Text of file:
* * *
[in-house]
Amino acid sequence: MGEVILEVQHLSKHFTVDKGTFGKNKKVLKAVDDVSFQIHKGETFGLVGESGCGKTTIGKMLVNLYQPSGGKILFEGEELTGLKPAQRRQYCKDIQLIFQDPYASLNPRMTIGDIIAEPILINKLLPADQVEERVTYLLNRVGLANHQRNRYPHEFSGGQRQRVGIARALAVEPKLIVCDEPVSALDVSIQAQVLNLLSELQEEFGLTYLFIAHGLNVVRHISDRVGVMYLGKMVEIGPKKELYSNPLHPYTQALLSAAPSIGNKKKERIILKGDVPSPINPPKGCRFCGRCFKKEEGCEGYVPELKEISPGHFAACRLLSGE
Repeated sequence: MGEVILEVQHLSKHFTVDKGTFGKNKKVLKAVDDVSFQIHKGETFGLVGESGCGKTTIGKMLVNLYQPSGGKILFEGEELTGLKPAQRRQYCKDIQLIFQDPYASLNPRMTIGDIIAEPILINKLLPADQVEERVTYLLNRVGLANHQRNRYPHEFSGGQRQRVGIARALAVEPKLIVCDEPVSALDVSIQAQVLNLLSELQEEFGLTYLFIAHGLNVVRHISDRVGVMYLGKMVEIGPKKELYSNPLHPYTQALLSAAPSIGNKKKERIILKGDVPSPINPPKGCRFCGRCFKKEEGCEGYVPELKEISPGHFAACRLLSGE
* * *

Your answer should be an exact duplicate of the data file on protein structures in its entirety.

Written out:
[in-house]
Amino acid sequence: MGEVILEVQHLSKHFTVDKGTFGKNKKVLKAVDDVSFQIHKGETFGLVGESGCGKTTIGKMLVNLYQPSGGKILFEGEELTGLKPAQRRQYCKDIQLIFQDPYASLNPRMTIGDIIAEPILINKLLPADQVEERVTYLLNRVGLANHQRNRYPHEFSGGQRQRVGIARALAVEPKLIVCDEPVSALDVSIQAQVLNLLSELQEEFGLTYLFIAHGLNVVRHISDRVGVMYLGKMVEIGPKKELYSNPLHPYTQALLSAAPSIGNKKKERIILKGDVPSPINPPKGCRFCGRCFKKEEGCEGYVPELKEISPGHFAACRLLSGE
Repeated sequence: MGEVILEVQHLSKHFTVDKGTFGKNKKVLKAVDDVSFQIHKGETFGLVGESGCGKTTIGKMLVNLYQPSGGKILFEGEELTGLKPAQRRQYCKDIQLIFQDPYASLNPRMTIGDIIAEPILINKLLPADQVEERVTYLLNRVGLANHQRNRYPHEFSGGQRQRVGIARALAVEPKLIVCDEPVSALDVSIQAQVLNLLSELQEEFGLTYLFIAHGLNVVRHISDRVGVMYLGKMVEIGPKKELYSNPLHPYTQALLSAAPSIGNKKKERIILKGDVPSPINPPKGCRFCGRCFKKEEGCEGYVPELKEISPGHFAACRLLSGE